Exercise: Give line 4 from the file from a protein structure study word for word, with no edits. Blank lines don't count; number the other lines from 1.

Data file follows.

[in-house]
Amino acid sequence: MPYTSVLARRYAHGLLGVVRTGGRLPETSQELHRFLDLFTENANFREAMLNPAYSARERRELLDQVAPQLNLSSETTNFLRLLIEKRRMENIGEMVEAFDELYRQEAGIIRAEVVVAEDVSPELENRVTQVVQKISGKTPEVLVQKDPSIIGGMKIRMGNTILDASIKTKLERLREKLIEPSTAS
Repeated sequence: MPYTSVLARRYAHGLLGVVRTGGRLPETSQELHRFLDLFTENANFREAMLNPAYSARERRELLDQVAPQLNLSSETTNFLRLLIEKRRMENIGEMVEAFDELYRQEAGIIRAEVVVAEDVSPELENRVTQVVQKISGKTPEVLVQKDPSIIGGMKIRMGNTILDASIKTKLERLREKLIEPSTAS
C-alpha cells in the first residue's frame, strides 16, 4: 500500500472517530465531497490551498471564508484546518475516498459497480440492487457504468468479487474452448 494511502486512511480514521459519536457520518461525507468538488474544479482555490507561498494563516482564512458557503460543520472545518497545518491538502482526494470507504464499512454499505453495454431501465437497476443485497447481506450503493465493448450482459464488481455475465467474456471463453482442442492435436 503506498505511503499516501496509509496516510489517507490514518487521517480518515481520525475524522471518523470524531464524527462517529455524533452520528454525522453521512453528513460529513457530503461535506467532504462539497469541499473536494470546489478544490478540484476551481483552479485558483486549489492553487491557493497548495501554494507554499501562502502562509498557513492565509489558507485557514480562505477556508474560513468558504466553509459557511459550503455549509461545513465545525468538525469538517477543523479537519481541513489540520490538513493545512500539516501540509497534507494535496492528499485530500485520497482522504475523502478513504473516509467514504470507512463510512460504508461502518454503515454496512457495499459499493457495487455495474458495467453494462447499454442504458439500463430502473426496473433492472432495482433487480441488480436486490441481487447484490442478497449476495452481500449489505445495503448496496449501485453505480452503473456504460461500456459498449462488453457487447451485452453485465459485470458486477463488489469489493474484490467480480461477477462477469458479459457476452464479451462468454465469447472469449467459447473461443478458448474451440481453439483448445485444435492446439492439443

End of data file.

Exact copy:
C-alpha cells in the first residue's frame, strides 16, 4: 500500500472517530465531497490551498471564508484546518475516498459497480440492487457504468468479487474452448 494511502486512511480514521459519536457520518461525507468538488474544479482555490507561498494563516482564512458557503460543520472545518497545518491538502482526494470507504464499512454499505453495454431501465437497476443485497447481506450503493465493448450482459464488481455475465467474456471463453482442442492435436 503506498505511503499516501496509509496516510489517507490514518487521517480518515481520525475524522471518523470524531464524527462517529455524533452520528454525522453521512453528513460529513457530503461535506467532504462539497469541499473536494470546489478544490478540484476551481483552479485558483486549489492553487491557493497548495501554494507554499501562502502562509498557513492565509489558507485557514480562505477556508474560513468558504466553509459557511459550503455549509461545513465545525468538525469538517477543523479537519481541513489540520490538513493545512500539516501540509497534507494535496492528499485530500485520497482522504475523502478513504473516509467514504470507512463510512460504508461502518454503515454496512457495499459499493457495487455495474458495467453494462447499454442504458439500463430502473426496473433492472432495482433487480441488480436486490441481487447484490442478497449476495452481500449489505445495503448496496449501485453505480452503473456504460461500456459498449462488453457487447451485452453485465459485470458486477463488489469489493474484490467480480461477477462477469458479459457476452464479451462468454465469447472469449467459447473461443478458448474451440481453439483448445485444435492446439492439443